Last week we ventured from Vancouver to Anaheim California for what was supposed to be a wonderful trip to visit Disney. The kids talk of Disneyland often and we had planned a surprise visit just after school started to avoid the crowds and enjoy the festive Halloween decor.
However, it did not turn out to be the vacation we had planned as Markus, my newly turned 5 year old ended up with a fever that would not stay down despite, almost constant, doses of Tylenol and Advil. He is my happy-go-lucky kid, and with a usual fever and runny nose he will bounce right back with a dose of either of those, but that was not happening this time. He was lethargic, completely stuffed up, and soooooooo hot! I do not travel with a thermometer as I do not see any reason to see how HOT my kid actually was, I tend to go by their body language and how hot they feel on the back of their neck.
Clearly Markus was not himself.
We dosed him up and I carried him to Disneyland from our hotel. He was excited to go, despite not feeling well and I thought a dose of Advil and Tylenol would do the trick. His mood was better and he was acting more himself. We spent the $15 and rented a stroller because his 50 lbs is not so easy to carry around!
Well we saw stormtroopers and sporting his jedi robes and sword he instantly attracted their attention! He was happy to stand for a photo but said he was NOT going on Star Tours. He is my brave kid, he was not himself. After the photo he was quickly back into the stroller, just not having any energy at all. He quickly fell asleep in the stroller and slept for most of the rest of our Disneyland visit.
He asked to go to the hotel and asked to snuggle in bed, a typical move of a sick kid. So back to the hotel we went, and he quickly was into bed and asleep. He did not sleep well and was tossing and turning and insisting on sleeping ON me and was burning hot all night.
I learned that chewable Advil is not a good idea to try and give a sick kid in the night but I had packed it for convenience. I will stick to the liquid stuff now, as long as they will take it. Thankfully I had some liquid Tylenol that I could get into his drowsy state and with a warm cloth on his head (that he insisted was freezing) he went back to sleep.
In the morning he continued to be very hot and lethargic and I decided that an Urgent Care visit was necessary. I am not one of those mom’s who is quick to head to a doctor and usually let my kids wear off their germs without heading to a doctor. But that mom-instinct told me this one was not going to be one of those. His poor mouth looked awful. I am assuming it was strep throat.
A $12 cab ride to the closest centre (the Paradise Pier had a map to all of the closest hospitals) and a phone call (thanks to my Tello Mobile) on the way had my insurance company notified and we walked into an empty waiting room. The insurance company already had the urgent care centre in their system (I am not surprised, since it was the closest one to Disneyland and I am sure many Canadian’s have their visits go like mine).
I was thoroughly impressed by the ER in the USA. If I had walked into a Canadian hospital with a suspected strep throat case, I would have sat there ALLLLLLLLLL day. Hours and Hours. But within 5 minutes of sitting down a nurse called Markus in and took his vitals. While he was doing that the doctor showed up, took a look at his mouth (and him) and said he assumed it was strep, but would do a swab and send a prescription across the street to the Walmart Pharmacy for us.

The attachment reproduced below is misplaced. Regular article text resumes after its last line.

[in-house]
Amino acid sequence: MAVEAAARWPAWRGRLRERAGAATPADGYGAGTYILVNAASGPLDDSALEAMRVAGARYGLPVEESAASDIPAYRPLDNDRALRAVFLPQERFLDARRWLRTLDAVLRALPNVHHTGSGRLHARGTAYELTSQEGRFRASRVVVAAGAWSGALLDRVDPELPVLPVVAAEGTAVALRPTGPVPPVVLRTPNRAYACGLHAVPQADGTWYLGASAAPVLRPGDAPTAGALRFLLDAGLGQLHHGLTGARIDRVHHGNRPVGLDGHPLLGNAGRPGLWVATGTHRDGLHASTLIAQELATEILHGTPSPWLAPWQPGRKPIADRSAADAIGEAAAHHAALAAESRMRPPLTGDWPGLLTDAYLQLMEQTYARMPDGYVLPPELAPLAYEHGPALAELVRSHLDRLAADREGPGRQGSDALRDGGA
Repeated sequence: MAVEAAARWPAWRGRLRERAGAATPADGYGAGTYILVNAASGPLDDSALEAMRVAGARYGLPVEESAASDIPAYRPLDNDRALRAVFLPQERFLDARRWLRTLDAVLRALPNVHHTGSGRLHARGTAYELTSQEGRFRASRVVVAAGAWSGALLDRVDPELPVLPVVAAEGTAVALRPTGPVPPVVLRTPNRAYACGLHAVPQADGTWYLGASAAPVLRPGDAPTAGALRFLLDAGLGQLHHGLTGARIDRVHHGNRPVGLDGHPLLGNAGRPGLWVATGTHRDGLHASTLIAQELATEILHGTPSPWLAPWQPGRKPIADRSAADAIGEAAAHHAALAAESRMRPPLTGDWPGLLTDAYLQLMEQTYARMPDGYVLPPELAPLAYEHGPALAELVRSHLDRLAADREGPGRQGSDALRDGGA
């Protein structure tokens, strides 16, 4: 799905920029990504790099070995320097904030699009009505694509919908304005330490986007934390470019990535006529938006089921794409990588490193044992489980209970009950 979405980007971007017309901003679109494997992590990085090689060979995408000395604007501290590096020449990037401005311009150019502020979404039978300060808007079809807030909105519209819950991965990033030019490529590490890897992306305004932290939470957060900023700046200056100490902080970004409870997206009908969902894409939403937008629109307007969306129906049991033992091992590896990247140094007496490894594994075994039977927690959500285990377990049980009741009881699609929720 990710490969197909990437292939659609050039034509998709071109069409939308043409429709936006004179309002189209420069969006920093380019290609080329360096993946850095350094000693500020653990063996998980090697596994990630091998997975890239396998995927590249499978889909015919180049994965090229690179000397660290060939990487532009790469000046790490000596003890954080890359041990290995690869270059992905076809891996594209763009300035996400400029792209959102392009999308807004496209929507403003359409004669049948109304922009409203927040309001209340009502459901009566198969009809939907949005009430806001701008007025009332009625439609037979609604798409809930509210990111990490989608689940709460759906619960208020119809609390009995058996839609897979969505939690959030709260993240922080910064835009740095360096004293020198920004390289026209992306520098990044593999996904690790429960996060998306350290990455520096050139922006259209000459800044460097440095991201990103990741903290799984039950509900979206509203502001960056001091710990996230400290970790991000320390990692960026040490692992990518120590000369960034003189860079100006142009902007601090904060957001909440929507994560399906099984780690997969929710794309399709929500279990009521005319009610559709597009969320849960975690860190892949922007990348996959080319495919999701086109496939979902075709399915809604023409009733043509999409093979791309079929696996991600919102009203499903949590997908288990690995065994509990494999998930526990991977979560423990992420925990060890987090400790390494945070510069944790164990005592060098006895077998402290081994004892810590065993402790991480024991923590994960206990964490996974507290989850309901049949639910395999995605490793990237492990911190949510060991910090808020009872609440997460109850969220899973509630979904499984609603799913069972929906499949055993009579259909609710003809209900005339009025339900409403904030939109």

Literally less than an hour and we were headed to the Pharmacy! Even a typical walk-in clinic in Canada would have you waiting at least an hour just to see a doctor on a typical day. We were back to the hotel before lunch and Markus got to lay down again and rest.
While most people think Canadian’s get “FREE” healthcare (let me tell you it is not FREE, we pay insanely high income tax for this “luxury” and have all day wait lists in hospitals, hours or waiting for stitches or casts or x-rays) I would gladly reside somewhere where I can actually get a good level of CARE like we had at the Urgent Care centre in Aneheim.
They did tell me the morning was the best time to come, usually between 5am-9am is their slowest time, and there were no trauma incidents. But only two other people came in while we were there. There were also only about a dozen seats, which goes to show how much time is spend in the waiting room. In Canadian ER’s there are about a hundred seats, usually full of sick people with typical flu germs as well as those who need things like stitches, x-rays for broken bones, or those who are suffering from things like kidney stones, non-critical patients who come in by ambulance or those who are suffering with mental illness or chronic pain.
While our happiest place on Earth visit was not what we expected, what I know most about travel with kids is that you need to manage your expectations, and do not have set ideas as how you think things will go.
We were able to enjoy a few days in the park and watched the fireworks from our hotel, and despite being unwell for the first couple of days, Markus proclaimed that yesterday he was having a “great time” and then a few minutes later asked if he could go to sleep yet!
I have another post on Visiting a Doctor in Jordan if you want to read more mis-haps on our adventures!
Have you had a travel experience not go as planned? I would love to head how you handled it.
Lindsay is the founder and editor of Carpe Diem OUR Way. She is passionate about sharing her experiences of traveling with children on adventurous family holidays around the world! She resides in the suburbs of Vancouver when not jet setting abroad.